Lessons from the Ice

He stands up on the tiny blue ice skates, so strange in shape that they almost look like a pair of high heels.

He stays upright and begins to walk toward the rink.  I hold my breathe and wonder what will happen as he steps onto the ice.  I don’t have to wait long to learn the answer.  A mere thirty seconds later, kids fall one after the other as they slip through the gate and step onto the frozen plane.

I expected this.  Every one falls when they go ice-skating for the first time.  But it is fall after fall after fall for my little guy.  The coach notices his struggle and begins to work with him one on one.  She models how to get to a hands and knees position, and then attempt to get up one leg at a time.  Liam mimics this move but can not get to standing on his own.  Every few attempts, she helps him to his feet and within moments, he is back on his knees struggling to get up.

It’s hard to watch.  We signed up for the four week hockey clinic because Liam went to a hockey game and loved it.  The clinic was free, and we figured he could try it and if it wasn’t for him, no harm done.

On the way to the first session, Liam was ready to pop with excitement, talking  through a mile-wide smile about how he was going to practice every day.  Only once did he pause.

“Do the parents stay for the lesson or do they go?” he asked.

“The parents stay.  Is that what you want, or do you want me to go?”

“I want you to stay.”

“Then I’ll be right there.”

I remember this conversation as I stand behind the plexiglass perimeter.  Does he think I have foresaken him?  Does he know he can stop anytime he wants to?”

The lesson comes to a close and Liam is visibly exhausted.  Ben and I hug him and tell him how proud we are of him for trying.

After an impromptu nap, Liam and I are playing together, building a pretend lake. As we place the rocks around the outside of the blue material, I ask him what he thought about his first time playing hockey.

“I didn’t like it pretty much.”

“What didn’t you like about it?”  I inquire.

“I fell down about thirty times,” he responds.  But then he adds:

“But I got up thirty times.”  I am amazed he has puts this together.

“Do you want to go to hockey next week?” I ask.

“No, we can take my stuff back.  I wasn’t good at it.”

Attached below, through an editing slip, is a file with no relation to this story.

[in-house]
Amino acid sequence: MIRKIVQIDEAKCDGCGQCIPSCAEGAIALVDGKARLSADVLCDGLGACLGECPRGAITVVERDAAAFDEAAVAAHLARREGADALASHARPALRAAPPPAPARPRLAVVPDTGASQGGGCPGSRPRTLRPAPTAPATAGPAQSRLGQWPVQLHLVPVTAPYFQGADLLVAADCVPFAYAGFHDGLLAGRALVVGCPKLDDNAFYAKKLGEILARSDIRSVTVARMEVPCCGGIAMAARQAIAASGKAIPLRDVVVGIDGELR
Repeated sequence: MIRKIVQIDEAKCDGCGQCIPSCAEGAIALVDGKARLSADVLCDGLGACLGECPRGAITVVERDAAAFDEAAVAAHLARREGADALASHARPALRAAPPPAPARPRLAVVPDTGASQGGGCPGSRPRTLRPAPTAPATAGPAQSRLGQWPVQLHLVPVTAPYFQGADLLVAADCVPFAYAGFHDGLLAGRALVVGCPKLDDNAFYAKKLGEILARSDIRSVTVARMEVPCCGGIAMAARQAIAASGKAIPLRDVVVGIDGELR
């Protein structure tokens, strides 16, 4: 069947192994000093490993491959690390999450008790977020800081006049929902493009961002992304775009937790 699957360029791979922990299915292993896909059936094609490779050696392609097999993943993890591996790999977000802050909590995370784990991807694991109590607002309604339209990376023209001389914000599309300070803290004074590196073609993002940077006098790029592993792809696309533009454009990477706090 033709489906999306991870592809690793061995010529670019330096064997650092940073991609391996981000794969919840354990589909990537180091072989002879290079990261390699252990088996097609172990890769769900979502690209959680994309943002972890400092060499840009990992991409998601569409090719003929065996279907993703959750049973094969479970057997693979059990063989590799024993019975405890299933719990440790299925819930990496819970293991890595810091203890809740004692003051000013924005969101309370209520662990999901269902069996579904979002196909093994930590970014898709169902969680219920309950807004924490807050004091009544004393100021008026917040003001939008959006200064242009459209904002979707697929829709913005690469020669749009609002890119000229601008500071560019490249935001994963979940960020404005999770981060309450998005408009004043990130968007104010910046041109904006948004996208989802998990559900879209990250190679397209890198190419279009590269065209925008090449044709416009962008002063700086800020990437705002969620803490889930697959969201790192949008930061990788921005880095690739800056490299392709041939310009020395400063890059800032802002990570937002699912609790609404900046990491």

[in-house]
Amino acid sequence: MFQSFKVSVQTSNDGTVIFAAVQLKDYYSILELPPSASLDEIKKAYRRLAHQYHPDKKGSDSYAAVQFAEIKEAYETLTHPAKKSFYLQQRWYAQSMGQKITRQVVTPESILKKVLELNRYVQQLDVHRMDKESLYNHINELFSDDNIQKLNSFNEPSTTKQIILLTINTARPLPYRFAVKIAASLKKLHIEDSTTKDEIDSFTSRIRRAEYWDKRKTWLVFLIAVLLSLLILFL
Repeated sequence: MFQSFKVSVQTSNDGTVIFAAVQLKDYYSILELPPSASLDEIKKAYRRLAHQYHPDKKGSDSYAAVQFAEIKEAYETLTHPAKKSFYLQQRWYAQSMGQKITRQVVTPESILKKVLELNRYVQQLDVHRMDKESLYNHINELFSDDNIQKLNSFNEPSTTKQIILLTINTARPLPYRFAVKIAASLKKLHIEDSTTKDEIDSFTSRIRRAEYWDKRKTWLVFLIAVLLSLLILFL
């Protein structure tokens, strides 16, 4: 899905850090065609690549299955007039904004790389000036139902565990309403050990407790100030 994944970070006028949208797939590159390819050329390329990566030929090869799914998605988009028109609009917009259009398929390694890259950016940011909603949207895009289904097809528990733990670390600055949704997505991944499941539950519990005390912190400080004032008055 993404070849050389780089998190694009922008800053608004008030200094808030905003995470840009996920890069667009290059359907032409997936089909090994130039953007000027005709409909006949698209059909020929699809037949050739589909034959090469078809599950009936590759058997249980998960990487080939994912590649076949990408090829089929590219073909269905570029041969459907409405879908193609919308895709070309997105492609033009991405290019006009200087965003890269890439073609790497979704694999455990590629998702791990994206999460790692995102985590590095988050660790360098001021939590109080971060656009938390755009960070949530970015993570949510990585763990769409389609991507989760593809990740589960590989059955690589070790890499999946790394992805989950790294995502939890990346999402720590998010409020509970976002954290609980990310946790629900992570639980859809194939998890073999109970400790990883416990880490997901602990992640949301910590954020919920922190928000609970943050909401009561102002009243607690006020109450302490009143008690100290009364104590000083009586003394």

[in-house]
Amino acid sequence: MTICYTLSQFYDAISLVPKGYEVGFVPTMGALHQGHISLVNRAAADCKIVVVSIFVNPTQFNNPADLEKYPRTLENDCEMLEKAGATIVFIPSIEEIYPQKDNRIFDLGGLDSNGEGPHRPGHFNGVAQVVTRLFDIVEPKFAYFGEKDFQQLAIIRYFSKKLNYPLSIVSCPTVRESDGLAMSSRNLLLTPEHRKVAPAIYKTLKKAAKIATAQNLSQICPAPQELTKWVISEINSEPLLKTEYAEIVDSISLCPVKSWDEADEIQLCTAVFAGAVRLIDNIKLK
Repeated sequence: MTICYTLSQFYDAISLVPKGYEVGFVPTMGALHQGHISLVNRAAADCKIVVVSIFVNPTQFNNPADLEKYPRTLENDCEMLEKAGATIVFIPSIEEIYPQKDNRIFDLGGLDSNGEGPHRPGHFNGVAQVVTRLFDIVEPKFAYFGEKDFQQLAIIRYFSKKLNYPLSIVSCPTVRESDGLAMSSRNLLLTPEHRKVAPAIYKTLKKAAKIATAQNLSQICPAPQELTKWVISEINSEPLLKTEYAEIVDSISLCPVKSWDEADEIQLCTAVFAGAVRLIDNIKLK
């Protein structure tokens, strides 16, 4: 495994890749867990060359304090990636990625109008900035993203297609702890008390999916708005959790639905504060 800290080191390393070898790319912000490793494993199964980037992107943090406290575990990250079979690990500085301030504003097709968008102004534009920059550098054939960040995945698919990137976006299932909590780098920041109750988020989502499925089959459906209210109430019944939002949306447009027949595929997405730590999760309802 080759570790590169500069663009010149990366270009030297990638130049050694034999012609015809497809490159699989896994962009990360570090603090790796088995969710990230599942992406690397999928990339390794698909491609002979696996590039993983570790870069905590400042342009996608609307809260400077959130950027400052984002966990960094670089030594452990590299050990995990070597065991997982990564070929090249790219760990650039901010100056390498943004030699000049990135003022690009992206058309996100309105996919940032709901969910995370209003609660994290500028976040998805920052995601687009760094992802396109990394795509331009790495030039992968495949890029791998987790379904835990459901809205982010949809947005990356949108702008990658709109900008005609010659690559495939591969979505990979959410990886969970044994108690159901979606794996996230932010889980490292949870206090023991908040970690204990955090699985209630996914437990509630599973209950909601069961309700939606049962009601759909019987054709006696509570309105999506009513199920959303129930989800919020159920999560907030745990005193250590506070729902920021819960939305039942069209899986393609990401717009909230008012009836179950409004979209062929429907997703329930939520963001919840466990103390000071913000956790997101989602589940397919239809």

“It’s ok if you want to take it back, but you might just need to practice.  Sometimes it takes awhile to get good at something.”

I close the conversation by telling him he can think about it and that whatever he chooses is ok.  When I signed him up for the clinic, I did so because he showed interest in the sport, and selfishly because I knew he’d look adorable dressed in all the gear.  But he was dealt a real life lesson I don’t believe he had ever pondered before- he wasn’t going to be good at everything right off the bat.

Preschoolers are used to praise, and rightfully so.  Preschool is a time of exploration and imaginiation.  There are no wrong answers, every misstep is cute, every drawing is a masterpiece.  That’s how it should be.

Hockey is a little less subject to interpretation.  When you can’t stand up, you know you aren’t doing it right.

Ben offered to take Liam to an public skate to practice ice skating. I thought this was a very nice thing to do.  But I wondered why he was trying to help Liam when the clinic would be over after two more sessions, and Liam would likely never play hockey again.

“Because he tried so hard.  He fell for an hour and got up every time and kept trying.”

I nearly burst into tears.

Ben took Liam to public skate.  The first lap took an agonizing twenty five minutes.  Liam stopped after a quarter of it and wanted to quit, but he had to at least make it back to the entry way to get out.  Rather than turn back, he went forward.  He stopped and took breaks, but he went forward holding Ben’s hand.  The next lap, took ten minutes.  The next only two, and he skated all on his own.  By the end of the sesssion, he didn’t want to leave.

Today, he stood on the ice in his hockey gear and hit a puck.  He told me he wasn’t sure if he wanted to keep playing hockey, but he really wanted to go skating with his dad again.

You may think you are getting a hockey lesson, and learn something completely different instead.

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